As Queen, Mother Mary not only intercedes on our behalf, she also acts as her Son’s mediator. From her heavenly throne, the Queen Mother of Heaven and Earth is entrusted with the grace of God. She is not the source, but she is privileged to be the instrument of distribution. As a loving mother, nothing pleases her more than to lavish every good thing upon her children on earth. She longs to gather all of her children together in Heaven, with and in her divine Son.

Though the liturgical and theological evolution of today’s memorial might seem complex, the heart of it is simple. We not only have a mother in Heaven, we also have a Queen Mother. As Mary is the Queen Mother of God, we must turn to her with childlike faith and simplicity. As a young child runs to a loving mother in time of need, never questioning her love, protection, and care, so we must run to her. She is our protectress, our refuge, our hope, and our sweet delight. Her affection is perfect and her motherly love unmatched.

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Monday, August 21, 2023

Pope Saint Pius X

Pope Pius X, born Giuseppe Melchiorre Sarto, was the first Pope elected in the 20th century. He came to the papal office in 1903 and died 11 years later in 1914, just as World War I was beginning.

He was born in 1835 at Riese, near Venice, and was one of eight children. His family was poor. He felt a calling to be a priest at a young age and was ordained in 1858. After 26 years, he was named bishop of Mantua, Italy, and in 1893, he became patriarch of Venice. 

As Pope, he issued decrees making the age of First Holy Communion earlier (at the age of 7) and advocated frequent and even daily reception of the Eucharist. He promoted the reading of the Bible among laypeople, reformed the liturgy, promoted clear and simple homilies, and brought back Gregorian chant. He revised the Breviary, reorganized the curia, and initiated the codification of canon law.

Like his predecessors, he promoted Thomism as the principal philosophical method to be taught in Catholic institutions. He vehemently opposed various 19th-century philosophies that he viewed as an intrusion of secular errors incompatible with Catholic dogma, especially modernism, which he critiqued as the synthesis of every heresy.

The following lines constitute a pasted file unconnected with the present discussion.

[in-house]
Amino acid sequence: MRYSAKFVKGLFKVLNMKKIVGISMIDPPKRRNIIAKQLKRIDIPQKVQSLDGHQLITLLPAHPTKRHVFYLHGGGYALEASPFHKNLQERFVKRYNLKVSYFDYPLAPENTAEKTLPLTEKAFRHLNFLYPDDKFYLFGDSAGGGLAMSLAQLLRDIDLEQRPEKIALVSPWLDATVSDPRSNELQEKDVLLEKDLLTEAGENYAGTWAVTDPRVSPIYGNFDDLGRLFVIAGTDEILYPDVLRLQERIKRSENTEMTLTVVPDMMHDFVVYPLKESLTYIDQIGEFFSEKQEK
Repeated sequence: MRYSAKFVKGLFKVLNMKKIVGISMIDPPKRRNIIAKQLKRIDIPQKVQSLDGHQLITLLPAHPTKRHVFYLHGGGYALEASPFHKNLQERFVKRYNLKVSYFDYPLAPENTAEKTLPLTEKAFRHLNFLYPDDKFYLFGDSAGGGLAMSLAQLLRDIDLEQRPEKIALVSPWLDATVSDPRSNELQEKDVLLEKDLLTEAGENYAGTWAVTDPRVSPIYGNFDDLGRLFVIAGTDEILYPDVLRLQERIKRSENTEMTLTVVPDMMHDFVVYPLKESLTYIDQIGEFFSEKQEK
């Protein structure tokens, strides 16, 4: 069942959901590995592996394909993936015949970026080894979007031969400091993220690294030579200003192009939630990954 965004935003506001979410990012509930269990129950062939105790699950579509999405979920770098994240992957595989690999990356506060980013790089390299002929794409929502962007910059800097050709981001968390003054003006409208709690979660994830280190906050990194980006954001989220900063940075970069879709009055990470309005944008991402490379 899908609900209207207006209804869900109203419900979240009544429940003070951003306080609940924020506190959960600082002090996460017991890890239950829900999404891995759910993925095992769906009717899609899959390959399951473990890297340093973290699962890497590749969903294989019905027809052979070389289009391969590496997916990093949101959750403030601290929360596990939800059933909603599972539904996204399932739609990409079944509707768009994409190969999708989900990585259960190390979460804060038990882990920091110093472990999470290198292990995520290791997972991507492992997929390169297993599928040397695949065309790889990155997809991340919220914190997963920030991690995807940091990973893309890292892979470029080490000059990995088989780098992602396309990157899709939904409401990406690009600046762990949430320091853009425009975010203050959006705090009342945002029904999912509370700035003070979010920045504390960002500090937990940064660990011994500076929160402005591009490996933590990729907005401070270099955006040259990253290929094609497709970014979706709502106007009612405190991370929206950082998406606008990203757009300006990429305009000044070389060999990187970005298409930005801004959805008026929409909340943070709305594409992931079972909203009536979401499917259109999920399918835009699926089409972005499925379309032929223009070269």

He died in 1914 of natural causes reportedly aggravated by worries over the beginning of World War I.

Pope Pius X was canonized by Pope Pius XII in 1954.

Sunday, August 20, 2023

Saint Bernard of Clairvaux


Bernard was born into a high-nobility family in Fontaines, France. He was the third of seven children, with five brothers and one sister. As a member of a wealthy family with high social status, Bernard likely received a comprehensive education. His devout parents instilled in him a deep faith. At a young age, he was sent to be educated by the canons of the Church of Saint-Vorles at Châtillon-sur-Seine, located about eighty miles north of his hometown. There, he studied grammar, poetry, literature, rhetoric, dialectics, Scripture, and theology. He excelled in the study of Scripture, personalizing it through prayer. He also held a profound devotion to the Blessed Virgin Mary, continually seeking her intercession.

When Bernard was around nineteen years old, his mother passed away. This event profoundly affected him and his entire family. He had already begun contemplating religious life, and his mother’s loss might have sparked a deeper resolve to abandon worldly pursuits and live solely for God. Back in Fontaines with his family, Bernard began to reveal his intention to enter the newly formed Cistercian monastery in Cîteaux, known as the Abbey of Notre Dame. Initially, he encountered resistance, as he would be relinquishing everything his noble family could provide. However, he remained resolute and eventually gained their support. In fact, his virtue, clarity of purpose, and evident holiness inspired thirty other young noblemen to join him, including all of his brothers except the youngest, who would join him later, as would his father. His sister would become a Benedictine nun.